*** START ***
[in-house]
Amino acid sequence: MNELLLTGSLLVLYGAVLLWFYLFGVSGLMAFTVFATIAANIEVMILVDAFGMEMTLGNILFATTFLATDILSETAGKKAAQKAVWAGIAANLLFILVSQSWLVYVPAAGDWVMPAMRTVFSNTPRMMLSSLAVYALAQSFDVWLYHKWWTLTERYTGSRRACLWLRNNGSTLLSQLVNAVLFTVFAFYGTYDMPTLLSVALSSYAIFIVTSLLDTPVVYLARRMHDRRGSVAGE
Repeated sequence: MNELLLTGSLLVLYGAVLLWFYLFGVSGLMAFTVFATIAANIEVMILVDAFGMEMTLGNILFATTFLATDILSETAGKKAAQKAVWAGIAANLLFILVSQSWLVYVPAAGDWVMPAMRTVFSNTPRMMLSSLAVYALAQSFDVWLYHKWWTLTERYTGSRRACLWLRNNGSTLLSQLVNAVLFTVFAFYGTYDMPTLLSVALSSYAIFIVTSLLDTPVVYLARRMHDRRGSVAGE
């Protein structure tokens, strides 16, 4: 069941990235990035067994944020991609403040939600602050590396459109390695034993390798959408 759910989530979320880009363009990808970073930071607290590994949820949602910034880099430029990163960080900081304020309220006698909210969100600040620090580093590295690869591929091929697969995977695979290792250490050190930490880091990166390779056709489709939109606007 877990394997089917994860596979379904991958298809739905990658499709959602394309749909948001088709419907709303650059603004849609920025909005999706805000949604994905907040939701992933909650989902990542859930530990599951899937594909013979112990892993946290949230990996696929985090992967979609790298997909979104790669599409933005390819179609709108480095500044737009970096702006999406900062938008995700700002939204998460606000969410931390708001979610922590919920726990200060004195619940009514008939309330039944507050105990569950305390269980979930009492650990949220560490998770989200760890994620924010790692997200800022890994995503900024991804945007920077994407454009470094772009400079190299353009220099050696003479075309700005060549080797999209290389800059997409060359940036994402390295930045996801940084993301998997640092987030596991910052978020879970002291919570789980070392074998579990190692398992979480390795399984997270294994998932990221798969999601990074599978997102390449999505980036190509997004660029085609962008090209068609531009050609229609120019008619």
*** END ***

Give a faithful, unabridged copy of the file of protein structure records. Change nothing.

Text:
[in-house]
Amino acid sequence: MNELLLTGSLLVLYGAVLLWFYLFGVSGLMAFTVFATIAANIEVMILVDAFGMEMTLGNILFATTFLATDILSETAGKKAAQKAVWAGIAANLLFILVSQSWLVYVPAAGDWVMPAMRTVFSNTPRMMLSSLAVYALAQSFDVWLYHKWWTLTERYTGSRRACLWLRNNGSTLLSQLVNAVLFTVFAFYGTYDMPTLLSVALSSYAIFIVTSLLDTPVVYLARRMHDRRGSVAGE
Repeated sequence: MNELLLTGSLLVLYGAVLLWFYLFGVSGLMAFTVFATIAANIEVMILVDAFGMEMTLGNILFATTFLATDILSETAGKKAAQKAVWAGIAANLLFILVSQSWLVYVPAAGDWVMPAMRTVFSNTPRMMLSSLAVYALAQSFDVWLYHKWWTLTERYTGSRRACLWLRNNGSTLLSQLVNAVLFTVFAFYGTYDMPTLLSVALSSYAIFIVTSLLDTPVVYLARRMHDRRGSVAGE
């Protein structure tokens, strides 16, 4: 069941990235990035067994944020991609403040939600602050590396459109390695034993390798959408 759910989530979320880009363009990808970073930071607290590994949820949602910034880099430029990163960080900081304020309220006698909210969100600040620090580093590295690869591929091929697969995977695979290792250490050190930490880091990166390779056709489709939109606007 877990394997089917994860596979379904991958298809739905990658499709959602394309749909948001088709419907709303650059603004849609920025909005999706805000949604994905907040939701992933909650989902990542859930530990599951899937594909013979112990892993946290949230990996696929985090992967979609790298997909979104790669599409933005390819179609709108480095500044737009970096702006999406900062938008995700700002939204998460606000969410931390708001979610922590919920726990200060004195619940009514008939309330039944507050105990569950305390269980979930009492650990949220560490998770989200760890994620924010790692997200800022890994995503900024991804945007920077994407454009470094772009400079190299353009220099050696003479075309700005060549080797999209290389800059997409060359940036994402390295930045996801940084993301998997640092987030596991910052978020879970002291919570789980070392074998579990190692398992979480390795399984997270294994998932990221798969999601990074599978997102390449999505980036190509997004660029085609962008090209068609531009050609229609120019008619």